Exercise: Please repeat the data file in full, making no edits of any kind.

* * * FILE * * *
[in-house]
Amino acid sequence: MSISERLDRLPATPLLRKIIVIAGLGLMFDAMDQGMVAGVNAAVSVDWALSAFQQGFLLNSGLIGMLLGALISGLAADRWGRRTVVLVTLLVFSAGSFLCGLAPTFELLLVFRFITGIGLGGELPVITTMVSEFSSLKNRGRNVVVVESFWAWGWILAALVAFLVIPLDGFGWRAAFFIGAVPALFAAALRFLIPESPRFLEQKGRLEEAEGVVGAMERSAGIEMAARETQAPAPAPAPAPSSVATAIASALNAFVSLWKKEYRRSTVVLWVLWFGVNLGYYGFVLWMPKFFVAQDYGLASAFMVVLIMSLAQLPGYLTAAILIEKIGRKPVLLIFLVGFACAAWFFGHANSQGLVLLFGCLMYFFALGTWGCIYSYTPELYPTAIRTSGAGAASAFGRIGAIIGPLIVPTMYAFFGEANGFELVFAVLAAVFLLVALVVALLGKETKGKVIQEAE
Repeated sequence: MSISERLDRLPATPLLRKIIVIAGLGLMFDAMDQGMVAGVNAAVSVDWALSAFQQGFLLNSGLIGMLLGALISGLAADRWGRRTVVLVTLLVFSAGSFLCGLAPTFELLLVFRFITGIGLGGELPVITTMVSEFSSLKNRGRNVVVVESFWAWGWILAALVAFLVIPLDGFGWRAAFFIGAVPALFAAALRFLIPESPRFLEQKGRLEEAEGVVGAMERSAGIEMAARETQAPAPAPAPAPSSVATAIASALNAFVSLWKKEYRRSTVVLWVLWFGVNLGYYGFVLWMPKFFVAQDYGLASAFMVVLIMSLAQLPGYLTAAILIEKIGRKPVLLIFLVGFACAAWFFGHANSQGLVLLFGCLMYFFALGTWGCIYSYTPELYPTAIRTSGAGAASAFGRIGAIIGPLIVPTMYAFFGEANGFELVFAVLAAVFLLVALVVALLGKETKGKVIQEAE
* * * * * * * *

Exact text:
[in-house]
Amino acid sequence: MSISERLDRLPATPLLRKIIVIAGLGLMFDAMDQGMVAGVNAAVSVDWALSAFQQGFLLNSGLIGMLLGALISGLAADRWGRRTVVLVTLLVFSAGSFLCGLAPTFELLLVFRFITGIGLGGELPVITTMVSEFSSLKNRGRNVVVVESFWAWGWILAALVAFLVIPLDGFGWRAAFFIGAVPALFAAALRFLIPESPRFLEQKGRLEEAEGVVGAMERSAGIEMAARETQAPAPAPAPAPSSVATAIASALNAFVSLWKKEYRRSTVVLWVLWFGVNLGYYGFVLWMPKFFVAQDYGLASAFMVVLIMSLAQLPGYLTAAILIEKIGRKPVLLIFLVGFACAAWFFGHANSQGLVLLFGCLMYFFALGTWGCIYSYTPELYPTAIRTSGAGAASAFGRIGAIIGPLIVPTMYAFFGEANGFELVFAVLAAVFLLVALVVALLGKETKGKVIQEAE
Repeated sequence: MSISERLDRLPATPLLRKIIVIAGLGLMFDAMDQGMVAGVNAAVSVDWALSAFQQGFLLNSGLIGMLLGALISGLAADRWGRRTVVLVTLLVFSAGSFLCGLAPTFELLLVFRFITGIGLGGELPVITTMVSEFSSLKNRGRNVVVVESFWAWGWILAALVAFLVIPLDGFGWRAAFFIGAVPALFAAALRFLIPESPRFLEQKGRLEEAEGVVGAMERSAGIEMAARETQAPAPAPAPAPSSVATAIASALNAFVSLWKKEYRRSTVVLWVLWFGVNLGYYGFVLWMPKFFVAQDYGLASAFMVVLIMSLAQLPGYLTAAILIEKIGRKPVLLIFLVGFACAAWFFGHANSQGLVLLFGCLMYFFALGTWGCIYSYTPELYPTAIRTSGAGAASAFGRIGAIIGPLIVPTMYAFFGEANGFELVFAVLAAVFLLVALVVALLGKETKGKVIQEAE